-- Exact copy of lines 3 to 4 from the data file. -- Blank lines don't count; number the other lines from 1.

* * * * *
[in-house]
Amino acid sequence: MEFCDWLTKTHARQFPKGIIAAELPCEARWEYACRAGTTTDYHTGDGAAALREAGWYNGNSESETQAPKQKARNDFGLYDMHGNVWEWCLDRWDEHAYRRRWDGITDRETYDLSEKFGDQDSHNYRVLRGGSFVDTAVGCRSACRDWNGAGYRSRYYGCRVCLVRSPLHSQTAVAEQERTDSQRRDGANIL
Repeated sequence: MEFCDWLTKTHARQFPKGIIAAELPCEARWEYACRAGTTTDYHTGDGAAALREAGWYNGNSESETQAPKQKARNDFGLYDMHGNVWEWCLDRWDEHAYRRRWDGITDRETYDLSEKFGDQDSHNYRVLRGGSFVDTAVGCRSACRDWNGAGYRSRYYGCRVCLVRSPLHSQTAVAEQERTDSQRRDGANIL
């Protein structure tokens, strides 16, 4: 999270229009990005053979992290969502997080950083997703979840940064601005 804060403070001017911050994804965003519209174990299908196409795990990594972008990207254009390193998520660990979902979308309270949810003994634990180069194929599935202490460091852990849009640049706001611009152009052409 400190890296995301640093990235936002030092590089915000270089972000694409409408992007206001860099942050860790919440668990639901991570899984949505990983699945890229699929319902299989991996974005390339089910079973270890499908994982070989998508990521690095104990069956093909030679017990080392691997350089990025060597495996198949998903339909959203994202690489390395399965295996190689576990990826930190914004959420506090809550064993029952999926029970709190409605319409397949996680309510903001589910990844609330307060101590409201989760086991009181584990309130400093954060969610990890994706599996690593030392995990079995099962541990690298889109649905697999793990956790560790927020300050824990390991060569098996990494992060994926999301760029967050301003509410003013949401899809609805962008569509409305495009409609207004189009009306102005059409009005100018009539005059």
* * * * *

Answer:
Repeated sequence: MEFCDWLTKTHARQFPKGIIAAELPCEARWEYACRAGTTTDYHTGDGAAALREAGWYNGNSESETQAPKQKARNDFGLYDMHGNVWEWCLDRWDEHAYRRRWDGITDRETYDLSEKFGDQDSHNYRVLRGGSFVDTAVGCRSACRDWNGAGYRSRYYGCRVCLVRSPLHSQTAVAEQERTDSQRRDGANIL
């Protein structure tokens, strides 16, 4: 999270229009990005053979992290969502997080950083997703979840940064601005 804060403070001017911050994804965003519209174990299908196409795990990594972008990207254009390193998520660990979902979308309270949810003994634990180069194929599935202490460091852990849009640049706001611009152009052409 400190890296995301640093990235936002030092590089915000270089972000694409409408992007206001860099942050860790919440668990639901991570899984949505990983699945890229699929319902299989991996974005390339089910079973270890499908994982070989998508990521690095104990069956093909030679017990080392691997350089990025060597495996198949998903339909959203994202690489390395399965295996190689576990990826930190914004959420506090809550064993029952999926029970709190409605319409397949996680309510903001589910990844609330307060101590409201989760086991009181584990309130400093954060969610990890994706599996690593030392995990079995099962541990690298889109649905697999793990956790560790927020300050824990390991060569098996990494992060994926999301760029967050301003509410003013949401899809609805962008569509409305495009409609207004189009009306102005059409009005100018009539005059």